This stone and its iconic color are inseparable. This perfect marriage has led to the color and the stone being immensely popular in many cultures. When you say turquoise, people think of the stone and the color right away.
Everyone is familiar with turquoise. It is most commonly associated with religion. This is primarily due to the fact that the Aztec and Mayans considered the stone sacred and had used it in their rituals and put it in their jewelry. They did not react kindly to people taking the stone from the native mines. It was also considered sacred in Egypt, and Tutankhamun's mask bears the stone. The stone is also mentioned as being one of the stones on the Breastplate of Aaron. And finally, some mosques have an abundance of turquoise in their design. The most notable examples are the St. Petersburg Mosque and the Blue Mosque in Mazar-i-Sharif. The religious aspects of the stone cannot be ignored, simply.
Due to how old the stone is and its significance, it has become the subject of many myths, legends, and stories. For one, the stone became related to horses for some reason. The stone was said to protect horses from any harm caused from it drinking cold water when it is hot or overworked. Another states, instead, that the horse would have far greater endurance, meaning the horse could not be overworked at all. Turquoise could also protect horseback riders from a nasty fall, should they, for some reason, be taken off the horse. It is possible that mounted warriors carried the stone into battle if they feared being dismounted. Some also argue that such beliefs arose from the Middle East, where it may have been believed that the stone could make the horse more stable. In any case, if a rider would be taken off the horse, the damage would instead manifest on the stone. This is reflected in a story regarding Anselmus de Boodt, who had supposedly fallen off his horse in an accident. The worried de Boodt examined himself for any damage, only to find that he was actually fine, and so was his horse. Later, de Boodt found that his turquoise became fragmented.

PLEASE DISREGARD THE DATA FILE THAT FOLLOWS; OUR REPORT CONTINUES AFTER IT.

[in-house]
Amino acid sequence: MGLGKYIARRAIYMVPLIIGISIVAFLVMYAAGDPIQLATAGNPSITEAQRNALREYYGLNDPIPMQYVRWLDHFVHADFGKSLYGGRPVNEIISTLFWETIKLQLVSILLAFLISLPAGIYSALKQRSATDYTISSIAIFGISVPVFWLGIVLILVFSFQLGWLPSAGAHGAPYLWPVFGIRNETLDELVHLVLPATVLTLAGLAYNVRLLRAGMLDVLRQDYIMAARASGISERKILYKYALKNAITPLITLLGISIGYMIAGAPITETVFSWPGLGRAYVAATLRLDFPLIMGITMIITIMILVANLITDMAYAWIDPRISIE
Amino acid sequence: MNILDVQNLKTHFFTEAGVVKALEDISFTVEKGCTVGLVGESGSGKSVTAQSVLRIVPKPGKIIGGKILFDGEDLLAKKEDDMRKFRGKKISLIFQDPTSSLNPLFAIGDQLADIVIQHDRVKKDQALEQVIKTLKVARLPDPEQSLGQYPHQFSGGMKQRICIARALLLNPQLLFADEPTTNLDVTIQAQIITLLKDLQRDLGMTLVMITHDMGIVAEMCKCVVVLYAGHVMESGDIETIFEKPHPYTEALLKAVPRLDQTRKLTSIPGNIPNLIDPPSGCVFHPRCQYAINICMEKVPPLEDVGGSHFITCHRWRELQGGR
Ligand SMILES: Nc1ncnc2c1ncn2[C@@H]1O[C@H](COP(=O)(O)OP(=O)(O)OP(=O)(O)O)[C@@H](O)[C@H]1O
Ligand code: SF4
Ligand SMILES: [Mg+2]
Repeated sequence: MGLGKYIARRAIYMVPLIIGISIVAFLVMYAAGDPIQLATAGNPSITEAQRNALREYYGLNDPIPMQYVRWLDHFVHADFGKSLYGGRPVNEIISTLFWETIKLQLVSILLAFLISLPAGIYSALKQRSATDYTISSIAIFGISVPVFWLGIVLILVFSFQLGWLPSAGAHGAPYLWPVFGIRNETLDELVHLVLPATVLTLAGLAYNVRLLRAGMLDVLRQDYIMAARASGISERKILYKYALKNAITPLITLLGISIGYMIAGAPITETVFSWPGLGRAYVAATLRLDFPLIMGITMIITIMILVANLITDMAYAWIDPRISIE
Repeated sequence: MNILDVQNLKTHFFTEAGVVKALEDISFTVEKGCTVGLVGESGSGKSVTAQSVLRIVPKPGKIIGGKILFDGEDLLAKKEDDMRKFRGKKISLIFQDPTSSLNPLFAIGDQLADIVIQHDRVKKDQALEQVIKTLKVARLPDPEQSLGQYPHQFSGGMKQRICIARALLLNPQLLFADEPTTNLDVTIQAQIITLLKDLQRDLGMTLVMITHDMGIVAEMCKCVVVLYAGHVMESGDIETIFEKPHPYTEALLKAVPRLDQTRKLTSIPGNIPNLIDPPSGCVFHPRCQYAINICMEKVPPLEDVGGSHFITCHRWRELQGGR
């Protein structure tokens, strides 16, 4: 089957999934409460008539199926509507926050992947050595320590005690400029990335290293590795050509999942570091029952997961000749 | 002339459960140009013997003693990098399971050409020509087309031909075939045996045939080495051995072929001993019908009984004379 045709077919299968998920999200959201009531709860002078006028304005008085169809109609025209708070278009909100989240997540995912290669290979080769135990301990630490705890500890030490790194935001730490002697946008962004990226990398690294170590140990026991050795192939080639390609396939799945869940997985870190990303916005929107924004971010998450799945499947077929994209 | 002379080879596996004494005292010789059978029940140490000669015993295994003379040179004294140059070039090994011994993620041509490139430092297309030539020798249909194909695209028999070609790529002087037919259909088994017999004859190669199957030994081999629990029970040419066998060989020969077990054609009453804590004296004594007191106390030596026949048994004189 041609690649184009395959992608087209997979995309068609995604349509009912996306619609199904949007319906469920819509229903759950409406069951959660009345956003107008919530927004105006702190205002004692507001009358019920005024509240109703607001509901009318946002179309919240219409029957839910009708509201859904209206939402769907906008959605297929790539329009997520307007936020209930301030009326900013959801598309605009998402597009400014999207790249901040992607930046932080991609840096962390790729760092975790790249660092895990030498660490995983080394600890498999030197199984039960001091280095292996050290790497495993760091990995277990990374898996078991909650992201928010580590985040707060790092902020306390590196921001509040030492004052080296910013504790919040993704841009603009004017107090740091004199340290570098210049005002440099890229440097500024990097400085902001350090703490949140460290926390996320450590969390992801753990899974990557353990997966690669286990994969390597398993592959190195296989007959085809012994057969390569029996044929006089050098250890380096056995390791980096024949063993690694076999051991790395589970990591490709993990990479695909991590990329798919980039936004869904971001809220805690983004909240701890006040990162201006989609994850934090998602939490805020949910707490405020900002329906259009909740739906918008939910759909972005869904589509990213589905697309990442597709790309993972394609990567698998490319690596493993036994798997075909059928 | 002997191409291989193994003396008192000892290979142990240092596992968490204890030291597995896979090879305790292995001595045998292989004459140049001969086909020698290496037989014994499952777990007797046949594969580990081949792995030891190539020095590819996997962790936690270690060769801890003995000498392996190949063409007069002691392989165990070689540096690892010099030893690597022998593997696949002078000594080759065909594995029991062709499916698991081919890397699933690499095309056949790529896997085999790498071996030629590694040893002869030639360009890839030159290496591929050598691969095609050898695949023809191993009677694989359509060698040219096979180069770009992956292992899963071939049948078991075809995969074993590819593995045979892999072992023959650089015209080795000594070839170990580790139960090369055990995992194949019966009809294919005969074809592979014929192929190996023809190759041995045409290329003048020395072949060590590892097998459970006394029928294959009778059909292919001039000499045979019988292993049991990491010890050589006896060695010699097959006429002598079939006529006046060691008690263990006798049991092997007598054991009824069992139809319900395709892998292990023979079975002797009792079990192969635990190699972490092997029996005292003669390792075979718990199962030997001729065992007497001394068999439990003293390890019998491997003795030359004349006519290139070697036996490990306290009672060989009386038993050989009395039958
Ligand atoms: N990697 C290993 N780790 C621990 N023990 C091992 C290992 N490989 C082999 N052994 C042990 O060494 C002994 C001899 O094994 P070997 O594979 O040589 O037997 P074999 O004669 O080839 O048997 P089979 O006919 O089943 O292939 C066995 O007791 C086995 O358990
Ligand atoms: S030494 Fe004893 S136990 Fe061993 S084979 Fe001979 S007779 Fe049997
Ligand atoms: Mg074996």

Turquoise could also change weather, according to some old myths, seemingly regarding the Greeks, Romans, and some Arab groups. The stone would react and change color according to change in weather. Supposedly, some Southwestern Native American groups would use the stone to encourage rainfall. They would also use it to enhance their accuracy with a bow. Another myth related to the stone changing color is more grim. The stone supposedly would change if the wearer is about to be harmed. Another story was related to a woman who could supposedly restore it to full beauty. Finally, de Boot's turquoise was originally quite dull, but when it was gifted to him by his father, it gradually restored its gorgeous color. With this many hue-shifting anecdotes tied to the stone, it does make one wonder. Well, there is no smoke without fire, as they say. And surprisingly, turquoise is capable of changing color!
Lustre: Sub-Vitreous, Resinous, Waxy, Dull, Earthy
Crystal System: Triclinic
Etymology: From French, turquois, meaning Turkish. This comes from the fact that many Europeans got access to the stone from trade with Turkey.
Location: Nevada, Afghanistan, Chile, Africa, China, and Germany.
Turquoise has seen use by many people for various reasons. Many use it for protection, finding success, and encouraging prosperity.
This stone's history is rich and surrounded with plenty of unique and interesting stories. People have worked it into decoration, jewelry, and simply just carry the stone with them. The stone's history is entrenched in the divine and the sacred, always offering some form of protection to those who wear it.
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Kozminsky, Isidore. The Magic and Science of Jewels and Stones. New York, The Knickerbocker Press, 1922.
Kunz, George Frederick. The Curious Lore of Precious Stones. Philadelphia, J. B. Lippincott Company, 1913.